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Let's talk prepping...

Discussion in 'Outdoor Gear, Survival Equipment & More' started by four_shore, Mar 13, 2012.

  1. four_shore

    four_shore

    Oct 21, 2010
    lately it's everywhere you look..

    doomsday preppers, bunkers, apocalypse, 2012, several survival based television shows etc.

    is the end near? who knows...

    it's quite obvious that the majority of hardcore preppers are lunatics and IMO storing 2 years worth of food will not save your life in the face of danger.

    mental preparation would be of the utmost importance IMO (the more you know the less you need).

    it also seems apparent that these loonies don't know the first thing about true survival.

    for instance, the fat woman who claims she'll be the only person needing to lose 100 pounds when the end of the world comes.

    is it just me or is that a completely ridiculous statement?

    she almost seems opposed to losing some damn weight and in a true survival situation endurance and health are more important than stock piling food/guns.

    don't get me wrong firearms and firearm training is important but that alone will not protect you.

    knowledge is power.

    anyway, if we're preparing for something we should be preparing our minds and bodies.

    i will openly admit that things are shaky these days.

    my question is, do you believe that we face inevitable danger? if so what preparations have you made thus far (whether mental or material)?

    learning is key and just basic survival skills alone are more important that hoarding supplies. i should make note that im not against gear preparation to some extent but there's obviously such thing as overkill. another fact is that the more you have the more danger you will be in trying to protect it.

    spending several thousands of dollars (especially in this economy) on survival gear is most definitely a gamble and if nothing ever happens it isn't worth jack.

    sure i'll have a some guns, ammo, knives, sharpening equipment, flashlights, batteries, matches, lighters, fire steels and other various supplies but to rely solely on gear is foolish. agree or disagree???


    "get this fact into your head now that living through a survival scenario is 90 percent psychology, and 10 percent methodology and gear".
    -cody lundin
     
    Last edited: Mar 13, 2012
  2. lemmuhj

    lemmuhj Gold Member Gold Member

    May 2, 2010
    I've always looked at storing food and water as a buffer to going out into the community after a national catastrophe to get food.

    Most people(including myself) usually go to the supermarket a couple times a week, and if something devastating happens, it will be a while until stores can re stock their shelves.

    I think having a good supply of food and water would really help a family survive at least for a while until maybe things become somewhat normal again.

    Check out "hurricane katrina walmart" on youtube and multiply that chaos x a thousand nation wide if something similar would to happen
     
  3. Myker

    Myker Banned

    Feb 5, 2011
    Oh this is gonna be a good one to follow. I'm of the knowledge is power group but I'm also a gear junky as well. Not sure where that puts me. Hell, if I had a few extra grand I'd wanna be set up like those folks on tv but in real life I'll just have to get by with me brains and what I have on hand.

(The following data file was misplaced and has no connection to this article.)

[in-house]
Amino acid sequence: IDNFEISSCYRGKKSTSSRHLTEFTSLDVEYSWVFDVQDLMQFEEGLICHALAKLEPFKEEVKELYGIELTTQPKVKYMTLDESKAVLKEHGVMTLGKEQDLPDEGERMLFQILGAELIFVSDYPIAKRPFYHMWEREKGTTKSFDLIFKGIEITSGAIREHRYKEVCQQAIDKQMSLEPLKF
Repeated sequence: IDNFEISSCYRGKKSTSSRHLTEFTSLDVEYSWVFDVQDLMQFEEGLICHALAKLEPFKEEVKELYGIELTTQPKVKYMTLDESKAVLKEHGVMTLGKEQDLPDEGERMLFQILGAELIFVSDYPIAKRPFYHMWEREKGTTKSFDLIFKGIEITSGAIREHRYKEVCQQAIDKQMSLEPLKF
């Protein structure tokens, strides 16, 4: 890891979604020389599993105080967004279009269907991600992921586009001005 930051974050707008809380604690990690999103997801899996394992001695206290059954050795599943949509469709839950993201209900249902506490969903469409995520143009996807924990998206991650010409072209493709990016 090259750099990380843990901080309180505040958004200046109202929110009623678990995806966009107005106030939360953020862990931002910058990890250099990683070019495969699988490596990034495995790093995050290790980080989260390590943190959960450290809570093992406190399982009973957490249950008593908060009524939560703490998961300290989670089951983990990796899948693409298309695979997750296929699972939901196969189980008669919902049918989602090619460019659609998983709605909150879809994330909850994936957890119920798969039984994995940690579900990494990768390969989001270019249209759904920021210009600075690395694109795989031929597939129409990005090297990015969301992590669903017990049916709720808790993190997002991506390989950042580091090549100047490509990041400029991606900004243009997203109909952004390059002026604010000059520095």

4. four_shore

    four_shore

    Oct 21, 2010
    .....
     
  5. four_shore

    four_shore

    Oct 21, 2010


    if you live in an area where hurricanes and inclement weather conditions are common than some food storage becomes almost mandatory.

    that i fully understand.
     
  6. Minnesotapride88

    Minnesotapride88

    132
    Oct 25, 2011
    People that prep for a hypothetical apocalypse like that often do so at the expense of their tangible, real lives... which I really don't understand.

    I somewhat prep for man-made or natural disasters, but there are people out there that put an immense amount of time and money into prepping at the expense of actually enjoying their lives. To me, that's just not worth it. Why preserve a life that's not really worth preserving in the first place?

    Prep using common sense, prep for the more likely scenarios... it's mostly just common sense. But those out there that rack up debt and everything in the name of prepping take it a little too far, IMO.
     
  7. four_shore

    four_shore

    Oct 21, 2010
    that's a damn good point.

    have you ever seen the look on their kids faces? it's often this look of confusion and fear.

    the parents are doing more harm than any potential disaster will by brainwashing their children and preventing them from just being kids.

    they shouldn't grow up in fear or be forced to live life exactly how their parents want them to...
     
  8. Minnesotapride88

    Minnesotapride88

    132
    Oct 25, 2011
    When I eventually have kids, I'll do the same for them that was done for me: I'll take them camping, teach them how to conduct themselves in an emergency, etc. I'll have enough supplies to get us through some of the more likely disasters, e.g. a tornado, flood, etc. Common sense stuff, right? Even FEMA tells us we should have those things on hand and provides instructions on how to build bug out bags. But when it really comes down to it, if I can take $200 and spend it on enough food to last my family a couple extra weeks in an apocalypse where we're doomed anyway or spend it on baseball registration for my future son or a girl scout trip for my future daughter, I'll choose the latter options 10 out of 10 times.